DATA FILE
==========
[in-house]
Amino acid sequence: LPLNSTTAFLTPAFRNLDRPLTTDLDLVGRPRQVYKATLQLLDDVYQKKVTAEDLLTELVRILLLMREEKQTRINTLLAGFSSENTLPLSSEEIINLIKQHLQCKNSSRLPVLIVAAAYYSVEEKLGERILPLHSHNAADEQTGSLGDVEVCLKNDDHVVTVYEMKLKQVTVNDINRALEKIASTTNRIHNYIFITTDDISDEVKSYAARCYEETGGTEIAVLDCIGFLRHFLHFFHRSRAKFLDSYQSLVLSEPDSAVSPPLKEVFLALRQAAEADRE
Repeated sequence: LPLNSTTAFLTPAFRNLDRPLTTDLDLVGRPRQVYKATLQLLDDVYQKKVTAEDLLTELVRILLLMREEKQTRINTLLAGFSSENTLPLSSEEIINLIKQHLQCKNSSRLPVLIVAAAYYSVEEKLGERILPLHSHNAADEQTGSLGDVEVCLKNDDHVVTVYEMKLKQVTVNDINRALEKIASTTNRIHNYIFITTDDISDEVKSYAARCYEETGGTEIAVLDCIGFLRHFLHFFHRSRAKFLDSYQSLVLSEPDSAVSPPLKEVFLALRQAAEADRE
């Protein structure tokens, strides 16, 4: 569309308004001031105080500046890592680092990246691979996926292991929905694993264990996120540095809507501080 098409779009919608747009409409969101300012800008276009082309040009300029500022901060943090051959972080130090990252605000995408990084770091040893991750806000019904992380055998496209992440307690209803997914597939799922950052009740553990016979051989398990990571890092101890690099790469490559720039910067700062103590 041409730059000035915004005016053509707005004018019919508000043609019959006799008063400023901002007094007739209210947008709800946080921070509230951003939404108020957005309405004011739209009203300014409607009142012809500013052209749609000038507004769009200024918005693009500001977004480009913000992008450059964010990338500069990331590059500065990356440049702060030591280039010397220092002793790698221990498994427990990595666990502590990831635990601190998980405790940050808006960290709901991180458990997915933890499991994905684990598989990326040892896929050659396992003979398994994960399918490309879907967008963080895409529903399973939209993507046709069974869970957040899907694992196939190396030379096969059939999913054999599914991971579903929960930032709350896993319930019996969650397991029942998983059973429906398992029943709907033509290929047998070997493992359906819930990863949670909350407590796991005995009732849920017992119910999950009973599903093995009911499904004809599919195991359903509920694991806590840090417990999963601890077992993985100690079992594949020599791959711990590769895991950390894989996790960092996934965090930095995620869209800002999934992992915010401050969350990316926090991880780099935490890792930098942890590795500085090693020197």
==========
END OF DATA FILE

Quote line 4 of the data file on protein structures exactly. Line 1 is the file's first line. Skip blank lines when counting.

């Protein structure tokens, strides 16, 4: 569309308004001031105080500046890592680092990246691979996926292991929905694993264990996120540095809507501080 098409779009919608747009409409969101300012800008276009082309040009300029500022901060943090051959972080130090990252605000995408990084770091040893991750806000019904992380055998496209992440307690209803997914597939799922950052009740553990016979051989398990990571890092101890690099790469490559720039910067700062103590 041409730059000035915004005016053509707005004018019919508000043609019959006799008063400023901002007094007739209210947008709800946080921070509230951003939404108020957005309405004011739209009203300014409607009142012809500013052209749609000038507004769009200024918005693009500001977004480009913000992008450059964010990338500069990331590059500065990356440049702060030591280039010397220092002793790698221990498994427990990595666990502590990831635990601190998980405790940050808006960290709901991180458990997915933890499991994905684990598989990326040892896929050659396992003979398994994960399918490309879907967008963080895409529903399973939209993507046709069974869970957040899907694992196939190396030379096969059939999913054999599914991971579903929960930032709350896993319930019996969650397991029942998983059973429906398992029943709907033509290929047998070997493992359906819930990863949670909350407590796991005995009732849920017992119910999950009973599903093995009911499904004809599919195991359903509920694991806590840090417990999963601890077992993985100690079992594949020599791959711990590769895991950390894989996790960092996934965090930095995620869209800002999934992992915010401050969350990316926090991880780099935490890792930098942890590795500085090693020197």